The Tokyo Game Show is a mecca for anyone interested, even remotely, in games. People go for the all the latest in the gaming industry, but also to ogle at new technology, computers, girls (usually in cosplay) and many other reasons. But one of the biggest attractions are the creative and entertaining booths or kiosks that vendors set up. So if you’re heading to the 2014 Tokyo Game Show this weekend, here are the 3 you don’t want to miss. Not because they’re the best but simply because you won’t believe they exist unless you see them in person.
wasabi root: the hardest plant to grow in the world
I stumbled upon an interesting article that shed light on many things I suspected but never actually confirmed about wasabi. Apparently, it’s “deemed by most experts to be the most difficult plant in the world to grow commercially.” But why? The article outlines the following challenges:
- Cultivation: it’s grown unlike any other plant. It needs plenty of water but it can’t be submerged like a water-lily. “In general, water flows over the crop, so it’s grown in water beds and that’s not something we commonly do in North America.”
- Access: one wasabi farmer said it took 6 years simply to get access to viable seeds.
- Temperment: too much humidity or the wrong nutrient composition can wipe out an entire crop of finicky wasabi.
- Development: wasabi takes just over a year to mature, which means that farmers have to be patient before money starts coming in.
- Scale: wasabi is especially prone to disease when planted on a large scale.
JACOB HASHIMOTO. Skyfarm Fortress (installation view). COURTESY: MARY BOONE GALLERY, NEW YORK | click images to enlarge
Sometime during the 12th century in Japan, a famous samurai (Minamoto no Tametomo), who disobeyed the emperor, was punished by being exiled to a small island with his son. In an attempt to save at least his son the warrior constructed a large kite from bamboo. He then tied his son to the kite and lifted him back to the mainland. The story lives on in Japan, as does the tradition of kites, and is perhaps one of the reasons why “congratulation kites” are given to first born sons. Perhaps it’s also the reason why, when artist Jacob Hashimoto asked his father for career advice, he answered, “Man, you need a hobby. Why don’t you build kites?”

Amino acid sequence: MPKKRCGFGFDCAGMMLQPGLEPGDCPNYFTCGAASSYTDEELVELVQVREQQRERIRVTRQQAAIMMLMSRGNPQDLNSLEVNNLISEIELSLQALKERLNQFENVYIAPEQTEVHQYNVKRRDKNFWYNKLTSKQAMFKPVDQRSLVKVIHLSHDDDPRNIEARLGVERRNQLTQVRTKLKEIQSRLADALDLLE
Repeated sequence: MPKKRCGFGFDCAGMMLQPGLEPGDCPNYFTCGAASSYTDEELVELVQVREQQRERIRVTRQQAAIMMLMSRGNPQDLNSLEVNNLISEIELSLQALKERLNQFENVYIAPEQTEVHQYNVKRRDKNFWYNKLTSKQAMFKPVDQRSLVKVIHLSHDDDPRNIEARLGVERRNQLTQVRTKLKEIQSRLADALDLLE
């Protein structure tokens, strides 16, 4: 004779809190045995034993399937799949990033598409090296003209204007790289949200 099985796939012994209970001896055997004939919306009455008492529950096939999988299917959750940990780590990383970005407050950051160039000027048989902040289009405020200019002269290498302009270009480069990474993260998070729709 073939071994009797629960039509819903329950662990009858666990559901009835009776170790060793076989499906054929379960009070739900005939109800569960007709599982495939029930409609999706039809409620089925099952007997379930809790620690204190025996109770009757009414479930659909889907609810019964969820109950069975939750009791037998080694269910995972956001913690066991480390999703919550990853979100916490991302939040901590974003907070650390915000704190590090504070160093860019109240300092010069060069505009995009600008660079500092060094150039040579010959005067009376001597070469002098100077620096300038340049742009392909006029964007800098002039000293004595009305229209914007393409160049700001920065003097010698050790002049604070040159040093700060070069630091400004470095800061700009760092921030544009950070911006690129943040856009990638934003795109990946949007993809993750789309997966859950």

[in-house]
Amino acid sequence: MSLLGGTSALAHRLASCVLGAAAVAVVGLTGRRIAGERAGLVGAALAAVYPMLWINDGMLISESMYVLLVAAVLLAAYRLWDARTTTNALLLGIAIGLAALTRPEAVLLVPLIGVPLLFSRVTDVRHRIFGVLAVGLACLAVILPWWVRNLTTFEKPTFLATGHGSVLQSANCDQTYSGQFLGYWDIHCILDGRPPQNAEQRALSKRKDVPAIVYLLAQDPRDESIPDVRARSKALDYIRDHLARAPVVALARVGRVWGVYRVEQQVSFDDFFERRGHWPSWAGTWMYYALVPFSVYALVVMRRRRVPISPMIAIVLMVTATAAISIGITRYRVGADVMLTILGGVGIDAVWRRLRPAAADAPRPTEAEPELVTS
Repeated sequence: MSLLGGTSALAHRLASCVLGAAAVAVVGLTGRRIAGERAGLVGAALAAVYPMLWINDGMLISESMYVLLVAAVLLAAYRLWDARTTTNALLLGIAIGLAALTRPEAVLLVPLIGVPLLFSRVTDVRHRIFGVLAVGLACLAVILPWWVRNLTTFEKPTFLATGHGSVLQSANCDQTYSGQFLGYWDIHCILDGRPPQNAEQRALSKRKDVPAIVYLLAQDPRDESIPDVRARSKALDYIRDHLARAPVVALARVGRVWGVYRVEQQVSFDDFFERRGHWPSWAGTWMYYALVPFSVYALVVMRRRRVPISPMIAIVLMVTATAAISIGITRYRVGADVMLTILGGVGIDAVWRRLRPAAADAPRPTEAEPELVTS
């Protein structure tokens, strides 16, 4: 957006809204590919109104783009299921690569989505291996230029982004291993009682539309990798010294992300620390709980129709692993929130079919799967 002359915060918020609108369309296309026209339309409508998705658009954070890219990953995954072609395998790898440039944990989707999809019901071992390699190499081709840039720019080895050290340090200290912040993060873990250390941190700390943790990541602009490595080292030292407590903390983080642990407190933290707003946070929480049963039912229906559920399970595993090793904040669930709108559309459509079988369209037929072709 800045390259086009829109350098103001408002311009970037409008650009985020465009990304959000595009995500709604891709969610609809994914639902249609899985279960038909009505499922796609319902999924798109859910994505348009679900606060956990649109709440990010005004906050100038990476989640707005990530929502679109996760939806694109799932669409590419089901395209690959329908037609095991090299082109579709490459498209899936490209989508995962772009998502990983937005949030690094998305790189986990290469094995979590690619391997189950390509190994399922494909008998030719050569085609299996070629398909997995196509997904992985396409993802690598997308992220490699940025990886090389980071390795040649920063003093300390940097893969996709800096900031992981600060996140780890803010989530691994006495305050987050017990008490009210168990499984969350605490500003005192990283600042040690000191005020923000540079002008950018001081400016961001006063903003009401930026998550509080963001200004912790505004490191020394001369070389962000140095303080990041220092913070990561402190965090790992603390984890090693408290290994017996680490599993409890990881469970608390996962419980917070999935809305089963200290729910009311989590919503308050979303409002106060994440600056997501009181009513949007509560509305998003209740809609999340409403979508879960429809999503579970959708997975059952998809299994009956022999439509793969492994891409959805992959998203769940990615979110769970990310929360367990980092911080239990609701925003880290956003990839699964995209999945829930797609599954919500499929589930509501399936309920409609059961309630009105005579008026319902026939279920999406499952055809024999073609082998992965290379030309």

“And so castles made of sand, fall in the sea, eventually,” sang Bob Marley, in his 1967 track about life’s bitter ironies. Japanese architect Yasutaka Yoshimura is probably not too concerned about his new work “Window House” crumbling to the sea any time soon. And yet, looking at the home, I couldn’t help but be reminded of our temporary nature of existence.
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tubes of paint bulge out of the canvas
the little man runs out of emergency exit signs
Japanese artist Yuki Matsueda creates sculptures in which an element of the artwork bulges out of the canvas leaving the rest behind. It’s as if a single element was magically brought to life. The 34-year old doctor (he has a Ph.D. in Design) uses a heat press to mold PET plastic into shapes that hold the bulging element in mid-air, creating a surreal, dreamlike sequence of events that appear frozen in time.
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They say that the Inuit have 50 words to describe snow. Well in Japan, where it rains a lot and people love to talk about the weather, the Japanese language has over 50 nouns for rain. There’s rain showers, weak rain, light rain, fine rain, misty rain, heavy rain, intense rain, downpour, localized downpour, chilly rain, rain and snow, rain at night, spring rain, and 2 words for early summer rain, as well as autumn rain.
Plarail Rail Set
If you grew up in Japan in the 70s and 80s you most certainly remember Plarail, the blue plastic train tracks that could be latched together to create sprawling labyrinths of rail for toy trains. Yasuhiko Hayashi and Yusuke Nakano of Paramodel certainly do. Both born in the 70s, the duo began using the iconic toys as a basis for creating their sprawling installation art. And now their very first exhibition in the U.S. has opened.
all photos by takumi ota courtesy torafu architects
Although summer is coming to an end, Gelato will always be in season. At least that’s what the owners of Snow Picnic hope. The new experimental gelato shop recently opened up a few blocks from Nakano Station in Tokyo. Situated along the Yakushi-ai Road Shopping Street, and right next to the Spanish sweets shop papabubble, Snow Picnic offers a scientific approach to cold treats.